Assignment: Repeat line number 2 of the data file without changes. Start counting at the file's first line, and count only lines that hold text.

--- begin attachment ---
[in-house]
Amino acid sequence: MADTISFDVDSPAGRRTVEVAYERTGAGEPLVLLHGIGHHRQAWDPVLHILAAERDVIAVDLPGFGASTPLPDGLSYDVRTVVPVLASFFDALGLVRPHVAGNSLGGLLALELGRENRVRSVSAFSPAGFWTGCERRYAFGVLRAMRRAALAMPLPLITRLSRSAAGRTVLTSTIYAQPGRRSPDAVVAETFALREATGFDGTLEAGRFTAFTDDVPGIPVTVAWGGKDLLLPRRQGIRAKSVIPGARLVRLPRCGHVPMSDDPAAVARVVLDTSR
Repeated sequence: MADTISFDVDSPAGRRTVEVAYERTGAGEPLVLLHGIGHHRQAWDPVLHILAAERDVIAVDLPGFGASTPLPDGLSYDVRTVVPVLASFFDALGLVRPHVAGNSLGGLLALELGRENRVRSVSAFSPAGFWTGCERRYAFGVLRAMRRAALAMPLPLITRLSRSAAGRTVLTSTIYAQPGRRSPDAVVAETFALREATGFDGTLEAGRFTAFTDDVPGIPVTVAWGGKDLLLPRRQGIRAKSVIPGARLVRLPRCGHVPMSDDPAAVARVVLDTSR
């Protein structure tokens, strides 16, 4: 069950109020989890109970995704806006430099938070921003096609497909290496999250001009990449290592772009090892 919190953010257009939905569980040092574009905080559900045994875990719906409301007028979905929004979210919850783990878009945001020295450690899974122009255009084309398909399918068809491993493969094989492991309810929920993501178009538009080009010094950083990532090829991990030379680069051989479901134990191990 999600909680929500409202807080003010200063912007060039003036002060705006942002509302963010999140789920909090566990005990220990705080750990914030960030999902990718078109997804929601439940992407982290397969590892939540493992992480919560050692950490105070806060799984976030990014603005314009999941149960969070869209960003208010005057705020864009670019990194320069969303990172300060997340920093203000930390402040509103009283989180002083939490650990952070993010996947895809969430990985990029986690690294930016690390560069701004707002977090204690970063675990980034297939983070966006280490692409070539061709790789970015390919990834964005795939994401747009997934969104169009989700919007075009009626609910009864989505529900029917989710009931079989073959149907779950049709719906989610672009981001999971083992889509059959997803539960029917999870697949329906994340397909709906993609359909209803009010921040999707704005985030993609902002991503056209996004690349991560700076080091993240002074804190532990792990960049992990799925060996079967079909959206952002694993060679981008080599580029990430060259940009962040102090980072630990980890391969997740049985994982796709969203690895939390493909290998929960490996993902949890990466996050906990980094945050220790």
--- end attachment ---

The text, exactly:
Amino acid sequence: MADTISFDVDSPAGRRTVEVAYERTGAGEPLVLLHGIGHHRQAWDPVLHILAAERDVIAVDLPGFGASTPLPDGLSYDVRTVVPVLASFFDALGLVRPHVAGNSLGGLLALELGRENRVRSVSAFSPAGFWTGCERRYAFGVLRAMRRAALAMPLPLITRLSRSAAGRTVLTSTIYAQPGRRSPDAVVAETFALREATGFDGTLEAGRFTAFTDDVPGIPVTVAWGGKDLLLPRRQGIRAKSVIPGARLVRLPRCGHVPMSDDPAAVARVVLDTSR